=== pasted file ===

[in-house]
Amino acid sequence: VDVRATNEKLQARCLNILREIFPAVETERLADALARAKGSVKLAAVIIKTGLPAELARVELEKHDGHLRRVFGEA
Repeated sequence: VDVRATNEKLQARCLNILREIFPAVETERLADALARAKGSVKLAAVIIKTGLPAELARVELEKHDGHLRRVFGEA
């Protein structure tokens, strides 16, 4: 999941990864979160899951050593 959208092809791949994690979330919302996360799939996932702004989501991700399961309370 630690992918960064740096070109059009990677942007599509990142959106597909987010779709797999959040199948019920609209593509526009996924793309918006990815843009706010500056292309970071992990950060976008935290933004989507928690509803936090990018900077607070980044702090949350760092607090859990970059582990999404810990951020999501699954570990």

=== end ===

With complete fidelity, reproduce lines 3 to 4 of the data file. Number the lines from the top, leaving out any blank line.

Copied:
Repeated sequence: VDVRATNEKLQARCLNILREIFPAVETERLADALARAKGSVKLAAVIIKTGLPAELARVELEKHDGHLRRVFGEA
């Protein structure tokens, strides 16, 4: 999941990864979160899951050593 959208092809791949994690979330919302996360799939996932702004989501991700399961309370 630690992918960064740096070109059009990677942007599509990142959106597909987010779709797999959040199948019920609209593509526009996924793309918006990815843009706010500056292309970071992990950060976008935290933004989507928690509803936090990018900077607070980044702090949350760092607090859990970059582990999404810990951020999501699954570990």